It’s barely 1 pm on a Sunday and hundreds are kicking back pastry stouts, hazy IPAs, and thick fruited Berliner beers one after the other. Inside there’s animal caretaker playing with rescued river otters (the brewery’s signature animal) and South American armadillos. At one point I found myself drinking a beer inspired by Samoa Girl Scout cookies snapping pictures of an otter eating a piece of fish. This is craft beer these days, not a weird dream.
Since 2014, Eddie and Eric each started families with months of each other and tapping Sean O’Keefe to run point for Pontoon. Sean has taken Pontoon in the hazy/milkshake/pastry direction which not only carved out a decadent niche for the brewery, but built a loyal following that has fallen in love with beers like Brownie Batter, and Snozzberries Taste Like Snozzberries. The stouts are sweet and boozy, the fruited beers are so thick they sometimes leave chunks on the glass.
This might be a complete departure from clear beers and big west coast imperial IPAs from 6-7 years ago. Industry veterans might wonder how craft beer got here. As for Pontoon’s fans this afternoon, every sweet sip is why they are here. “I know (our beers) can get a little weird,” says O’Keefe, “using things cookies, vanilla beans, fresh fruit, coconut and candy bars,” he adds. ‘I just think if you are going to do it, we are going to do it well.”
From kitchen to the taproom, Sean, Eddie, Eric, Earnest and the crew at Pontoon have defined their style and love of their fans. Shades on, Bottoms Up. Happy 2, Pontooners.
The hard seltzer industry is on fire, and about to get crowded at the top. Bud Light Seltzer launches Monday.
Hard seltzer was the clear winner in the beverage industry last year. The beverage segment, now worth in excess of $1 billion, saw historic and unparalleled growth from coast to coast. While mega-brewery Anheuser Busch already has two seltzers in the market now – Natty Light Hard Seltzer and Bon & Viv, a Bud Light branded hard seltzer headed to market absolutely predictable.
We expected an official release and marketing blitz leading up to summer 2020, but Bud has opted to debut Bud Light Seltzer ahead of the Super Bowl. ABI has already spent millions on 4 minutes of commercials during the game, dedicated to both Bud Light and the new seltzer line as well as Michelob Ultra and Michelob Ultra Pure Gold.
Four flavors will be available on Monday – Black Cherry, Lemon Lime, Strawberry, and Mango. Each can is 100 calories and 5% alcohol by volume, but unlike Truly Hard Seltzer, Bud Light’s release has 2 grams of carbohydrates per serving. All four flavors will be available in 12-ounce cans, in a 12 can variety pack, as well as 25-ounce cans. (Think convenience store purchases.)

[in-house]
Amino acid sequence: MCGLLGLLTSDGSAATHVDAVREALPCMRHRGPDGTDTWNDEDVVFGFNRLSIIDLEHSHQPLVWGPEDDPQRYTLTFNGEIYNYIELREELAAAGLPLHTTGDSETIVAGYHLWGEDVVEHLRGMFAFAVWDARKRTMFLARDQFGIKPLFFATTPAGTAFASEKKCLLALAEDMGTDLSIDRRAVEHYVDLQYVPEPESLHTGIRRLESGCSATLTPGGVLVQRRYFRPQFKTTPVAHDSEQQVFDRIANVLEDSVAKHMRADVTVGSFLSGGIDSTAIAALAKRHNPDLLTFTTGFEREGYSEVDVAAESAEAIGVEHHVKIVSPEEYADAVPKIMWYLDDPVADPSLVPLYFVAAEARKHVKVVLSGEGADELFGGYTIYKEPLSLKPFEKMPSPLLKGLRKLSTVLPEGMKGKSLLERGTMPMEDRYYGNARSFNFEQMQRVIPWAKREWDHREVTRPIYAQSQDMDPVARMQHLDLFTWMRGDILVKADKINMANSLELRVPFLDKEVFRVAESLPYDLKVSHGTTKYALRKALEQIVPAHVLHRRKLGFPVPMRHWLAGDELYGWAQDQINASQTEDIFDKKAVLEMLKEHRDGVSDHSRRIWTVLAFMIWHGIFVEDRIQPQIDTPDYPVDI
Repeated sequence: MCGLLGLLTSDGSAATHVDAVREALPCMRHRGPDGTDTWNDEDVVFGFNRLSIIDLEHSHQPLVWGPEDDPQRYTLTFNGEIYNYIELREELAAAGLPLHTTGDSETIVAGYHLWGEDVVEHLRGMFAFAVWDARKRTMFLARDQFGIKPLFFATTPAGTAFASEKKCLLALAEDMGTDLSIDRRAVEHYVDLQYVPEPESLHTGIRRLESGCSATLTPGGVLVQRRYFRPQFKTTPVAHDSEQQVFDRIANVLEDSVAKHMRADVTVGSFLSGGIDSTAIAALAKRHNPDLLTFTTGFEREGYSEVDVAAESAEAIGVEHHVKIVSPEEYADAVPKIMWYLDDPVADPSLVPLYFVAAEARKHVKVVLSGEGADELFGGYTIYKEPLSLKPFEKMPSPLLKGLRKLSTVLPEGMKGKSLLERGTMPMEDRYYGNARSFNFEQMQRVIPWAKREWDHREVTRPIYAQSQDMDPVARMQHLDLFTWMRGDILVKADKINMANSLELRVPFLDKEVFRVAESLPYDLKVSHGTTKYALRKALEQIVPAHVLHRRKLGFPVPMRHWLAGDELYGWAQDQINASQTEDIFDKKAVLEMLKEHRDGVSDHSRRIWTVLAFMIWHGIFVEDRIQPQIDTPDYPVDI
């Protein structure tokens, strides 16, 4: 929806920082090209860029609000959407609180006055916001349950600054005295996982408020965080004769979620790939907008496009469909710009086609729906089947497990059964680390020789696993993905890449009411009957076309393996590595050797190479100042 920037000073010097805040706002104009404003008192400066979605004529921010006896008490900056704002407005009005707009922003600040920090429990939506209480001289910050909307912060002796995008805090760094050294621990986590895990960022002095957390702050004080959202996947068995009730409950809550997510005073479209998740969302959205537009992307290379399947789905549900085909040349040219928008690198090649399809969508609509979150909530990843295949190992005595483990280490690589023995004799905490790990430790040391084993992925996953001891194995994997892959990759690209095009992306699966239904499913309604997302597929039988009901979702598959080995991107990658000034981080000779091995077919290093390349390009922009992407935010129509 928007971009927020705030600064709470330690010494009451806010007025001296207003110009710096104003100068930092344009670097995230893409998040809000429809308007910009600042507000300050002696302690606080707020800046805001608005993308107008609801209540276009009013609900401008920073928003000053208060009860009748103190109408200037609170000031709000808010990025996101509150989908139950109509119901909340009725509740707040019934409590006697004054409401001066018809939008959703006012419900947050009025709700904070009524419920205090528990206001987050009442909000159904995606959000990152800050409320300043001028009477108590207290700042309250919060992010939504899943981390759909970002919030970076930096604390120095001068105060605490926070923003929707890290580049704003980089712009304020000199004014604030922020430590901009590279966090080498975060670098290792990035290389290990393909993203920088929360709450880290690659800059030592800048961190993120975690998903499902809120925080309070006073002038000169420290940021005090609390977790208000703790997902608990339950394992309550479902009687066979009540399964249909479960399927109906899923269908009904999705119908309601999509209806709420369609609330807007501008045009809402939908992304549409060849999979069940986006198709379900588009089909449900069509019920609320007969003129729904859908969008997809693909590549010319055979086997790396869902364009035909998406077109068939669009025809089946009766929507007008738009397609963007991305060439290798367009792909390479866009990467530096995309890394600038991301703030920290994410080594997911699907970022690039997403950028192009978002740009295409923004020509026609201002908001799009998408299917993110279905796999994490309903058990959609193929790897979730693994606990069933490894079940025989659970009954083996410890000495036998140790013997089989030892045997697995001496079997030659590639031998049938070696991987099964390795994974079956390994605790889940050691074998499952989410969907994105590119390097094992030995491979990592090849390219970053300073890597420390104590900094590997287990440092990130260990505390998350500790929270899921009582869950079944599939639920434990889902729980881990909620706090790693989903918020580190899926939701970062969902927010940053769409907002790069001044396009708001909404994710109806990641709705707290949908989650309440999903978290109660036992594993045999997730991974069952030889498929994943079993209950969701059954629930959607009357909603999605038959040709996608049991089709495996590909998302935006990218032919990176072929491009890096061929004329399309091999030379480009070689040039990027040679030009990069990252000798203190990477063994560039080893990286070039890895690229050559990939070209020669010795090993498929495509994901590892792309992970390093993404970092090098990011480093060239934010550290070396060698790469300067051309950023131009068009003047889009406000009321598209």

The category leaders at the start of 2020 are White Claw, largely own by Mark Anthony Brands, and Truly Hard Seltzer (Boston Beer Company). Pabst Blue Ribbon announced its own seltzer last year at 6% ABV, as well as Four Loko which is a whopping 12% ABV.
The hard seltzer segment grew 210% over the past year, according to Nielsen data. America’s craft brewers are releasing hard seltzers at a brisk pace too, including Avery Brewing, Schlafly Brewing, NoDa Brewing, Sockeye Brewing, and Atlanta’s Scofflaw Brewing.
All four flavors of Bud Light Seltzer should be on shelves nationally by mid-January. Now we wait to see what the Seltzer Knight looks like #FizzyFizzy.
Boston Beer Company’s Truly Hard Seltzer debuted in 2016 and has been on fire ever since. The flavored seltzers are one of the top 3 selling brands in the category in America. Building off that success, Boston Beer has announced their next creation in an already explosive category – Truly Lemonade.
Keeping with Truly’s “healthier” approach, Truly’s new Lemonade and family of flavors boast 100 calorie, 1 gram of sugar, and 5% alcohol by volume.
According to Casey O’Neill, Senior Manager of Product Development at Boston Beer says the Lemonade series has more flavor than the traditional hard seltzer.
“It really is the best of both worlds and brings together flavor and refreshment in a way that nothing else in the category does right now. Drinkers will have to taste it to believe it, but we’re confident they’ll love Truly Lemonade as much as we do.”
Truly Lemonade is available in Original Lemonade, Black Cherry Lemonade, Strawberry Lemonade, and Mango Lemonade in 12oz/12ct variety packs, 16 & 24-ounce single-serve cans, nationally starting in January.
Style: Hard Seltzer/Hard Lemonade Hybrid
Availability: 12oz, 16oz, 24oz Cans. Nationally
Debut: January 2020
PIC: Beer Street Journal